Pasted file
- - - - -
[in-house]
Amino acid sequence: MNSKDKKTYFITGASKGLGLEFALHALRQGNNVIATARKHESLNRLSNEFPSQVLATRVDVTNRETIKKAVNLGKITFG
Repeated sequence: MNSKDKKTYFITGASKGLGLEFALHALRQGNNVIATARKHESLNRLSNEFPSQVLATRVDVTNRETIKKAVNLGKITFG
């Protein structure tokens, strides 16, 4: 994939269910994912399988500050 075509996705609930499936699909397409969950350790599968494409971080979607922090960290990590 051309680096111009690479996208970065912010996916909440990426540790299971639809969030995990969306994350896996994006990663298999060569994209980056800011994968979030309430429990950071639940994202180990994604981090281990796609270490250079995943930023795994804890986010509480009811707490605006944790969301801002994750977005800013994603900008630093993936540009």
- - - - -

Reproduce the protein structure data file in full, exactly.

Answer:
[in-house]
Amino acid sequence: MNSKDKKTYFITGASKGLGLEFALHALRQGNNVIATARKHESLNRLSNEFPSQVLATRVDVTNRETIKKAVNLGKITFG
Repeated sequence: MNSKDKKTYFITGASKGLGLEFALHALRQGNNVIATARKHESLNRLSNEFPSQVLATRVDVTNRETIKKAVNLGKITFG
């Protein structure tokens, strides 16, 4: 994939269910994912399988500050 075509996705609930499936699909397409969950350790599968494409971080979607922090960290990590 051309680096111009690479996208970065912010996916909440990426540790299971639809969030995990969306994350896996994006990663298999060569994209980056800011994968979030309430429990950071639940994202180990994604981090281990796609270490250079995943930023795994804890986010509480009811707490605006944790969301801002994750977005800013994603900008630093993936540009």